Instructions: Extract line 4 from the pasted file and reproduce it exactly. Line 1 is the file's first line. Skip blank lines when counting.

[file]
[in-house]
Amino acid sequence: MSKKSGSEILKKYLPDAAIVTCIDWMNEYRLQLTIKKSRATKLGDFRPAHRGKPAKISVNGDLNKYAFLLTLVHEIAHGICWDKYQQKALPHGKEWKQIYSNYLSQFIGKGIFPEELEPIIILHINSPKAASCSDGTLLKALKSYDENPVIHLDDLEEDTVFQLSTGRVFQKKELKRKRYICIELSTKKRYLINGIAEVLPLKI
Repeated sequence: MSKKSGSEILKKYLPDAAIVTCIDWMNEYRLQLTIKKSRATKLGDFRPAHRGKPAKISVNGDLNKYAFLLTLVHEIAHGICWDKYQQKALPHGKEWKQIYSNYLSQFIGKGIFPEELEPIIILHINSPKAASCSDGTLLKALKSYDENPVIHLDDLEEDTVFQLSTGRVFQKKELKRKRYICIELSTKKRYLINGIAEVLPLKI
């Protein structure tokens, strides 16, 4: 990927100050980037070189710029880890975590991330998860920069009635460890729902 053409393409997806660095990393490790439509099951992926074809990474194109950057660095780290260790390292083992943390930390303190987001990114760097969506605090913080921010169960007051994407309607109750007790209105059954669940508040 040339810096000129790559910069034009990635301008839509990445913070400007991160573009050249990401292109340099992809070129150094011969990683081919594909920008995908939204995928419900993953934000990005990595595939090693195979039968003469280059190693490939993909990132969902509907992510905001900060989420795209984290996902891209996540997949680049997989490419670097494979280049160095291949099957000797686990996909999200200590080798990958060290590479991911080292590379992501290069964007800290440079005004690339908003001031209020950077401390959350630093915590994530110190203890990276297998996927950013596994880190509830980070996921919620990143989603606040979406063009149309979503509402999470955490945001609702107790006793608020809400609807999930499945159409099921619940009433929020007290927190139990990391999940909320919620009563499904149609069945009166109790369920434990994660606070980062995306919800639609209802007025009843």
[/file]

């Protein structure tokens, strides 16, 4: 990927100050980037070189710029880890975590991330998860920069009635460890729902 053409393409997806660095990393490790439509099951992926074809990474194109950057660095780290260790390292083992943390930390303190987001990114760097969506605090913080921010169960007051994407309607109750007790209105059954669940508040 040339810096000129790559910069034009990635301008839509990445913070400007991160573009050249990401292109340099992809070129150094011969990683081919594909920008995908939204995928419900993953934000990005990595595939090693195979039968003469280059190693490939993909990132969902509907992510905001900060989420795209984290996902891209996540997949680049997989490419670097494979280049160095291949099957000797686990996909999200200590080798990958060290590479991911080292590379992501290069964007800290440079005004690339908003001031209020950077401390959350630093915590994530110190203890990276297998996927950013596994880190509830980070996921919620990143989603606040979406063009149309979503509402999470955490945001609702107790006793608020809400609807999930499945159409099921619940009433929020007290927190139990990391999940909320919620009563499904149609069945009166109790369920434990994660606070980062995306919800639609209802007025009843």